This study used a cross-sectional design to examine the relationships between social support, both quantity (number of people) and quality (appraisal, belonging, tangible, and self-esteem), and neuroendocrine function (mean and slope of diurnal salivary cortisol) among women with metastatic breast cancer.
N = 103) were drawn from a study (N = 125) of the effects of group therapy on emotional adjustment and health in women with metastatic breast cancer. They completed the Interpersonal Support Evaluation List and the Yale Social Support Index and provided saliva samples for assessment of diurnal cortisol levels on each of 3 consecutive days. Diurnal mean levels were calculated using log-transformed cortisol concentrations, and the slope of diurnal cortisol variation was calculated by regression of log-transformed cortisol concentrations on sample collection time.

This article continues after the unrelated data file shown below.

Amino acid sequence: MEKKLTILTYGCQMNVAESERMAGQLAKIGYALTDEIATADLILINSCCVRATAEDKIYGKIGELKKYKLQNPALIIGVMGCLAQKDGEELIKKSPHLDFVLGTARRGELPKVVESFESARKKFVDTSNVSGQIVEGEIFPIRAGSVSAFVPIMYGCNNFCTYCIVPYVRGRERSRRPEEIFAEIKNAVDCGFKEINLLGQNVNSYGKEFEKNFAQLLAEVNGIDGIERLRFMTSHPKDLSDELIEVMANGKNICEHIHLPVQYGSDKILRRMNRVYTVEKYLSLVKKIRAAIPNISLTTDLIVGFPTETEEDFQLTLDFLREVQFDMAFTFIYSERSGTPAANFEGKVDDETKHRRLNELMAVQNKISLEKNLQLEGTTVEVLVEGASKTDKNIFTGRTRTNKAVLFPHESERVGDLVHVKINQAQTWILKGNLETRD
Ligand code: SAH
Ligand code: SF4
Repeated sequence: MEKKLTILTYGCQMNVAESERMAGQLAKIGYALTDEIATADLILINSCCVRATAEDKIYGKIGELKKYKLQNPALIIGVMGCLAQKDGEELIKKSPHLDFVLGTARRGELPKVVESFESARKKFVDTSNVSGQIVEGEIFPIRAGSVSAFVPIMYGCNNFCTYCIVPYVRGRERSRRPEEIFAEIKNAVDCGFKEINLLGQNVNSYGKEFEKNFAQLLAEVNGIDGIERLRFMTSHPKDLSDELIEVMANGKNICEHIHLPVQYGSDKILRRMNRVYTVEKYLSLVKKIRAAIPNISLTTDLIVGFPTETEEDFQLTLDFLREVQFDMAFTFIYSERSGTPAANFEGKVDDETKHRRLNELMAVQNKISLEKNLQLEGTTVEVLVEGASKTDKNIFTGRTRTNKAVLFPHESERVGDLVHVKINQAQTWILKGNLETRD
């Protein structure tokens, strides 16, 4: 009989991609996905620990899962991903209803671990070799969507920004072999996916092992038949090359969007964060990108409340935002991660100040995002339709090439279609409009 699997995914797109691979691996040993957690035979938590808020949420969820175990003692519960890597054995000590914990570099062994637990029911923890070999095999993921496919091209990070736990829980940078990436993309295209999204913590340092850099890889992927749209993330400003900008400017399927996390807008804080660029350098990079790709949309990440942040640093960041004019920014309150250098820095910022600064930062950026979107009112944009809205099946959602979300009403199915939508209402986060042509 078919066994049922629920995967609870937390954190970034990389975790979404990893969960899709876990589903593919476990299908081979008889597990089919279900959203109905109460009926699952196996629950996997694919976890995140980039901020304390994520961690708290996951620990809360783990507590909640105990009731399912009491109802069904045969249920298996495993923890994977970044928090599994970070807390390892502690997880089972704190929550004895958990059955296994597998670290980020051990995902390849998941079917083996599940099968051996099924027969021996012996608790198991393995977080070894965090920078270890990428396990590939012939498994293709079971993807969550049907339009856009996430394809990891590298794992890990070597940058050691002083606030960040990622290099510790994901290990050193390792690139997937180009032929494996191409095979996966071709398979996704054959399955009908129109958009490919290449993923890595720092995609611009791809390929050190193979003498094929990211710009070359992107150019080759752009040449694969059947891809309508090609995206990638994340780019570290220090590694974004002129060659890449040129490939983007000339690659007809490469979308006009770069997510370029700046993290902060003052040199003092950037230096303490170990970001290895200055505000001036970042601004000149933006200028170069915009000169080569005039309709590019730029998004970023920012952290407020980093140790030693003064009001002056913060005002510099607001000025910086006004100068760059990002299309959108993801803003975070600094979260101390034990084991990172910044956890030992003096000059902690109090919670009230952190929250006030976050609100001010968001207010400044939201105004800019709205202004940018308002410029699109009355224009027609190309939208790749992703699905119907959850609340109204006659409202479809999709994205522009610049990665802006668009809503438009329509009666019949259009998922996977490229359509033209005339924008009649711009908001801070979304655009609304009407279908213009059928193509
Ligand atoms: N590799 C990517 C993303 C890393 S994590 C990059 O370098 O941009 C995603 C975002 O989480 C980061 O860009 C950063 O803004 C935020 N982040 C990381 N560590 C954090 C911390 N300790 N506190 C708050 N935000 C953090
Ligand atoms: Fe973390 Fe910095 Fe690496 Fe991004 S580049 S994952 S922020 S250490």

Mean salivary cortisol was negatively related to the Interpersonal Support Evaluation List subscales of appraisal, belonging, and tangible social support. No association was found between quantitative support or the esteem subscale of the Interpersonal Support Evaluation List and mean salivary cortisol. Measures of qualitative and quantitative social support were not associated with the diurnal cortisol slope.
Results show that greater quality of social support is associated with lower cortisol concentrations in women with metastatic breast cancer, which is indicative of healthier neuroendocrine functioning. These results may have clinical implications in the treatment of breast cancer.